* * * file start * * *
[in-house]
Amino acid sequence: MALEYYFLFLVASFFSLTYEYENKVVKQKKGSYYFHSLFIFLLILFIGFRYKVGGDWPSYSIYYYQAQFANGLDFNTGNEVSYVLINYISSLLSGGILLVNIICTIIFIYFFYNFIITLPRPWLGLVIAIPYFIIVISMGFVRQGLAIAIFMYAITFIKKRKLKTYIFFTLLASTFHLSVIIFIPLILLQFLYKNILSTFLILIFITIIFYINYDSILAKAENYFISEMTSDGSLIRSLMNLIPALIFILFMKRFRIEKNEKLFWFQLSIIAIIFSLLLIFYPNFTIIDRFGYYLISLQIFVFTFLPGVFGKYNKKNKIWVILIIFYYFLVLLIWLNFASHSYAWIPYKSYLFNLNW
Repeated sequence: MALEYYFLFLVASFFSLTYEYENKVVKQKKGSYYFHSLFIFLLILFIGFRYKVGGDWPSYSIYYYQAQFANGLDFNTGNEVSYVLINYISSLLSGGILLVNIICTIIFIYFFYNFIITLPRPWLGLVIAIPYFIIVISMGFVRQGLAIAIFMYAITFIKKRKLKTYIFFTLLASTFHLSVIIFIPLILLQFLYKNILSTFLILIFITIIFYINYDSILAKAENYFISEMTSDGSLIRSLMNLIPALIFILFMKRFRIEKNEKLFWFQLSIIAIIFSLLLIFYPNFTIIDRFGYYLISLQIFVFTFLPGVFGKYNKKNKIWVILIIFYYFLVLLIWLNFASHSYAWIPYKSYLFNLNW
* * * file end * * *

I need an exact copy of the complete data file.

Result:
[in-house]
Amino acid sequence: MALEYYFLFLVASFFSLTYEYENKVVKQKKGSYYFHSLFIFLLILFIGFRYKVGGDWPSYSIYYYQAQFANGLDFNTGNEVSYVLINYISSLLSGGILLVNIICTIIFIYFFYNFIITLPRPWLGLVIAIPYFIIVISMGFVRQGLAIAIFMYAITFIKKRKLKTYIFFTLLASTFHLSVIIFIPLILLQFLYKNILSTFLILIFITIIFYINYDSILAKAENYFISEMTSDGSLIRSLMNLIPALIFILFMKRFRIEKNEKLFWFQLSIIAIIFSLLLIFYPNFTIIDRFGYYLISLQIFVFTFLPGVFGKYNKKNKIWVILIIFYYFLVLLIWLNFASHSYAWIPYKSYLFNLNW
Repeated sequence: MALEYYFLFLVASFFSLTYEYENKVVKQKKGSYYFHSLFIFLLILFIGFRYKVGGDWPSYSIYYYQAQFANGLDFNTGNEVSYVLINYISSLLSGGILLVNIICTIIFIYFFYNFIITLPRPWLGLVIAIPYFIIVISMGFVRQGLAIAIFMYAITFIKKRKLKTYIFFTLLASTFHLSVIIFIPLILLQFLYKNILSTFLILIFITIIFYINYDSILAKAENYFISEMTSDGSLIRSLMNLIPALIFILFMKRFRIEKNEKLFWFQLSIIAIIFSLLLIFYPNFTIIDRFGYYLISLQIFVFTFLPGVFGKYNKKNKIWVILIIFYYFLVLLIWLNFASHSYAWIPYKSYLFNLNW